- Add acoustic foam to taste. Between inexpensive eggcrate foam and thin, adhesive backed open-cell foam, you can easily reduce that last 10-20% of fan noise to a very pleasant white noise. It works well in the areas pictured, and also on the interior of the side panel "facing" the fans. See item 6 in my Building a Quiet PC post for details.
And then, of course, the overclockening. What kind of geek would I be if I didn't attempt to turn this baby up to 11? This is another area where Sandy Bridge is a revelation: so long as you buy one of the blessed "K" series processors, overclocking is as simple as setting the multiplier to the desired value. It is ridiculously simple. And my results, for once, were immediately as good as the ones everyone else was crowing about: 4.4 GHz totally stable!
(beware: there is one nasty little issue with the Asus motherboard's auto-overclock feature. The PLL Overvoltage setting, which auto-overclock "helpfully" enables, completely bollixes up resuming from sleep. Just turn it off, and all is well. I don't even want to tell you how long it took me to figure that one out.)
The total package with a nice SSD delivers a near-perfect Windows Experience score:
I won't lie to you. This is not a compact build. It's big! Those roomy side areas come at a cost, and that makes it a very wide case. But that's to be expected for a desktop powerhouse machine. And since my last case lasted me from 2007-2011, I'll happily accept a little bulk for something that's easy to work on and upgrade over time.
It's a fantastic new reboot of my system, and I didn't expect to be this excited about the final result. This is not merely an incremental improvement over what I had, it's much quieter, easier to work on, and when overclocked to 4.4 GHz, noticeably faster too. (I do slightly mourn the loss of 8 GB of RAM, but I'll survive.)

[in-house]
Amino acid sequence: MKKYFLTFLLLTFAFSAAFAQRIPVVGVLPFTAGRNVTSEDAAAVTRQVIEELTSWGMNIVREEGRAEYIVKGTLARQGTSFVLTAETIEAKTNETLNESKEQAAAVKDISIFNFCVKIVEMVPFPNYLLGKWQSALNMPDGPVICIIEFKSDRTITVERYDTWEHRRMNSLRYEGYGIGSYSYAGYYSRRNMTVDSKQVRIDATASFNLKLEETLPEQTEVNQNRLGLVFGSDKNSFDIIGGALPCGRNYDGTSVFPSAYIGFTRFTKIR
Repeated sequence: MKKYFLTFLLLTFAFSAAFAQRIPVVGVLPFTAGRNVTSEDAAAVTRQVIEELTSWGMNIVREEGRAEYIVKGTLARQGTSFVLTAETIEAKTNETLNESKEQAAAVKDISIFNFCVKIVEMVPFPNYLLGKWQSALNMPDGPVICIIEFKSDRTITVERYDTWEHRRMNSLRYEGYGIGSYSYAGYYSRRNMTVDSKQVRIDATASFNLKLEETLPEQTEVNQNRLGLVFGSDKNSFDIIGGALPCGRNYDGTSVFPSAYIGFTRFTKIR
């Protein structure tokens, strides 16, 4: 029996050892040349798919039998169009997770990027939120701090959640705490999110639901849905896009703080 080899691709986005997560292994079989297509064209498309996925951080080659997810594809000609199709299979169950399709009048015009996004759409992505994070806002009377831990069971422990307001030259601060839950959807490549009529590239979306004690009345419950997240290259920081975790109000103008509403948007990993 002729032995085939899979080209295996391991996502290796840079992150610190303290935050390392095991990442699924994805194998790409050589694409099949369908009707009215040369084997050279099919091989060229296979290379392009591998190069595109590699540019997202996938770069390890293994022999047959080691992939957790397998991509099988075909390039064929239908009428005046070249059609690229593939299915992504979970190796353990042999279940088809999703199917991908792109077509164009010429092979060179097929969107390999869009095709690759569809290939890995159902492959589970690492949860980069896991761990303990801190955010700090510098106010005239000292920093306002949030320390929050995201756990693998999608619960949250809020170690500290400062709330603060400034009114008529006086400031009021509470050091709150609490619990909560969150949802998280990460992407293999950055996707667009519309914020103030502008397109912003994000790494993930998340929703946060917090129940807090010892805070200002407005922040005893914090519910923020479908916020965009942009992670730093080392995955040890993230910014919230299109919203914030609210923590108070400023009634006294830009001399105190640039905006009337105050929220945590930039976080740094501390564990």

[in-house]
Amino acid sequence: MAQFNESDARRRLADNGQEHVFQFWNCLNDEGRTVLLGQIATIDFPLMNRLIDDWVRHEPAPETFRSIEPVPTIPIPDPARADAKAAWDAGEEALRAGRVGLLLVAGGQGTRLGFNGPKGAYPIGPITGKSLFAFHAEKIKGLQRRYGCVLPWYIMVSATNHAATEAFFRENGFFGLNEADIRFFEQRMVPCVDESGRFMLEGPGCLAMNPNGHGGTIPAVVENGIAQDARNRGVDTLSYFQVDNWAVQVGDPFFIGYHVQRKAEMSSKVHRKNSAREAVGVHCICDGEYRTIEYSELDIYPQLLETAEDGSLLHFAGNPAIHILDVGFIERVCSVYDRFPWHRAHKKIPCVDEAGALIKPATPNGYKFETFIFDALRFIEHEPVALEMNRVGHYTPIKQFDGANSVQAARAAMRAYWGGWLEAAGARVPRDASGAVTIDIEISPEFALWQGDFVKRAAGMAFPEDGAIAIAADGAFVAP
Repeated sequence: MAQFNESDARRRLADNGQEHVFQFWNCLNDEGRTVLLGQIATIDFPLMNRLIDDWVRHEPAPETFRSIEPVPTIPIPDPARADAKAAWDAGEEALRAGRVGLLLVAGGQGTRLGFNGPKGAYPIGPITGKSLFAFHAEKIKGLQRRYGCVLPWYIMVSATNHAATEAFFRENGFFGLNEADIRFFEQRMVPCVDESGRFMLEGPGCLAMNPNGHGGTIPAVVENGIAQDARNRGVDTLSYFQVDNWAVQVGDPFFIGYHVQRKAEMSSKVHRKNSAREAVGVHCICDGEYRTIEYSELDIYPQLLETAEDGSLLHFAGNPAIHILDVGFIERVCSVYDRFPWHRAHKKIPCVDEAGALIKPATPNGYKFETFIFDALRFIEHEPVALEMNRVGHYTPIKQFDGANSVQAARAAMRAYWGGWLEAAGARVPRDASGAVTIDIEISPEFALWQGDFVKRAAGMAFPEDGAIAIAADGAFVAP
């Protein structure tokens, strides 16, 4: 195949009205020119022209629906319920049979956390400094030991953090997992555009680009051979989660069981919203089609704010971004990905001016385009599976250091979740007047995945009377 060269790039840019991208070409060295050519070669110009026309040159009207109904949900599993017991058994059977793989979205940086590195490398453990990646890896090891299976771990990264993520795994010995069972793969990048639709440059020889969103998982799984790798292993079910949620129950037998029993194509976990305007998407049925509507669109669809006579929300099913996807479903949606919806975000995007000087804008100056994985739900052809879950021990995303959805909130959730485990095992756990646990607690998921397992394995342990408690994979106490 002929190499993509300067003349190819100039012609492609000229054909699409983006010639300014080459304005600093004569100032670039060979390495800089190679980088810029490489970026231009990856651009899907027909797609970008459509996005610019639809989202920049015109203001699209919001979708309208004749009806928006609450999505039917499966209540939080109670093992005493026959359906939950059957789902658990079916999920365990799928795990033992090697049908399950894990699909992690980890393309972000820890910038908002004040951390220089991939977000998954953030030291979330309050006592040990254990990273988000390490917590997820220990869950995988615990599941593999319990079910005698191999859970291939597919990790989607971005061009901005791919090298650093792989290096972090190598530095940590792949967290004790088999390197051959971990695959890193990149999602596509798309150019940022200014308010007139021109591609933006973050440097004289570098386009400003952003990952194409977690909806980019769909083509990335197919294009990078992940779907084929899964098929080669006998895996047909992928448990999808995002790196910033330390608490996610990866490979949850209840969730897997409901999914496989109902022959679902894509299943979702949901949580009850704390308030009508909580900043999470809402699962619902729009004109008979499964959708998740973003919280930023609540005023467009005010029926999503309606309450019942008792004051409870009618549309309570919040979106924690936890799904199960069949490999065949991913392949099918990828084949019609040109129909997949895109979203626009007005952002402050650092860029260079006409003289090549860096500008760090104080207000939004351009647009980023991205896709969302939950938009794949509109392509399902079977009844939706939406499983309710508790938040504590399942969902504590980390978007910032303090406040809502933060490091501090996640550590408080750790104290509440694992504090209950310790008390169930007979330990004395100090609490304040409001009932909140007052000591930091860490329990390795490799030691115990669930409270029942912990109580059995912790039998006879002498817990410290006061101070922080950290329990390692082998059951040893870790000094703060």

In this build, I already had hard drives, DVD drive, a sound card, and so forth … but for completeness' sake I'll list everything here if you want to mirror this setup. Realize that some of this comes down to personal taste, so I'm just listing what I recommend. Feel free to change anything out, and bear in mind that Sandy Bridge has decent default onboard video as well.
Remember, if you can put together a LEGO kit, you can build this totally sweet PC for yourself, too. Good luck and happy building!
Posted by Jeff Atwood
Very nice.There is a lot going on in that box but it doesn't look cluttered.I've promised myself to build a system from scratch when Windows 8 comes out.
Important note for those planning to go the integrated graphics route: the P67 motherboards do NOT have the output headers needed to actually use that GPU that's sharing die space with the Sandy Bridge cores. If you want to use integrated graphics with a K series CPU, you need a Z68-based board. The one Jeff lists above will work, as will any other with the Z68 chipset.
Also note that with the Sandy Bridge graphics, you'll be limited to two displays. Even if you never do anything more taxing on the GPU than watch a 1080p video, you'll probably still want to upgrade to a Radeon 6000-series card for the triple-head output capability. Jeff's already talked at some length about why this is desirable for a professional programmer.
I recently built myself a similar system (i5 2500K, Asus P8P67 Deluxe), and you should be stable at 4.5GHz at that that voltage - I am. I mean sure, there's differences between every CPU but that's an extra 100MHz for each core you could be using ;)
I'm very curious about your SSD setup with this exact motherboard (since I have it as well with the same CPU). Have you been affected by the Vertex 3 BSODs with this setup (c.f. the OCZ forums)? Did you use the white tipped 6G SATA cable that came with the P8Z68-V Pro? Are you using Intel's RST driver? Did you have to apply the registry hacks to prevent stuttering/freezes? What Vertex 3 firmware are you on? 2.09?
Thats' a nice rig, think I might have that as a base for the system I'd like to build.
One question would be if there would be enough room for a hardware RAID5 setup, and if the cooling setup could handle the extra drives?
Interesting; I was seeing a bit of that -- but also with a clean build and a traditional 2.5" HDD -- and it seems this might be the resolution: